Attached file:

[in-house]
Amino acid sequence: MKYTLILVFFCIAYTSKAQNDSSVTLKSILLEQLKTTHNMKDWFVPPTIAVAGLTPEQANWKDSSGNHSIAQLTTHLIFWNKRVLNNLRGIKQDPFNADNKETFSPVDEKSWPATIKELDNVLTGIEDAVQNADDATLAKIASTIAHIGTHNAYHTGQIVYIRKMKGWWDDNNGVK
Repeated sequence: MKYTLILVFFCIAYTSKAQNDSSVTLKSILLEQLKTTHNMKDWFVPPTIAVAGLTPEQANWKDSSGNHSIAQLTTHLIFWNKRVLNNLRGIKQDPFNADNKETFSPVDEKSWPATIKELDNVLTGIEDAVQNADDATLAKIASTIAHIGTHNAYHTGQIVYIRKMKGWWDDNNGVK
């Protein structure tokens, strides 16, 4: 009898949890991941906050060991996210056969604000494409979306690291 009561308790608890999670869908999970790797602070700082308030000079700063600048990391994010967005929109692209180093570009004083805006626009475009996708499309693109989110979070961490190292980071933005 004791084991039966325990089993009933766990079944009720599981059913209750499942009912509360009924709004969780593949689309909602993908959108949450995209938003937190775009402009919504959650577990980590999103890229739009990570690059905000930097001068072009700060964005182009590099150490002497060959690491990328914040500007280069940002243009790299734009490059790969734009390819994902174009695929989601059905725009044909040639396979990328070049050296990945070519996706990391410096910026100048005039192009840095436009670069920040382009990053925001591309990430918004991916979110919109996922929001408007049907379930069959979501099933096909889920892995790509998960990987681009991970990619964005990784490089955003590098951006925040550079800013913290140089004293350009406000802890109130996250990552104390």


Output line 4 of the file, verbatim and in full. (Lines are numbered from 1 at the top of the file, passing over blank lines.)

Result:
């Protein structure tokens, strides 16, 4: 009898949890991941906050060991996210056969604000494409979306690291 009561308790608890999670869908999970790797602070700082308030000079700063600048990391994010967005929109692209180093570009004083805006626009475009996708499309693109989110979070961490190292980071933005 004791084991039966325990089993009933766990079944009720599981059913209750499942009912509360009924709004969780593949689309909602993908959108949450995209938003937190775009402009919504959650577990980590999103890229739009990570690059905000930097001068072009700060964005182009590099150490002497060959690491990328914040500007280069940002243009790299734009490059790969734009390819994902174009695929989601059905725009044909040639396979990328070049050296990945070519996706990391410096910026100048005039192009840095436009670069920040382009990053925001591309990430918004991916979110919109996922929001408007049907379930069959979501099933096909889920892995790509998960990987681009991970990619964005990784490089955003590098951006925040550079800013913290140089004293350009406000802890109130996250990552104390």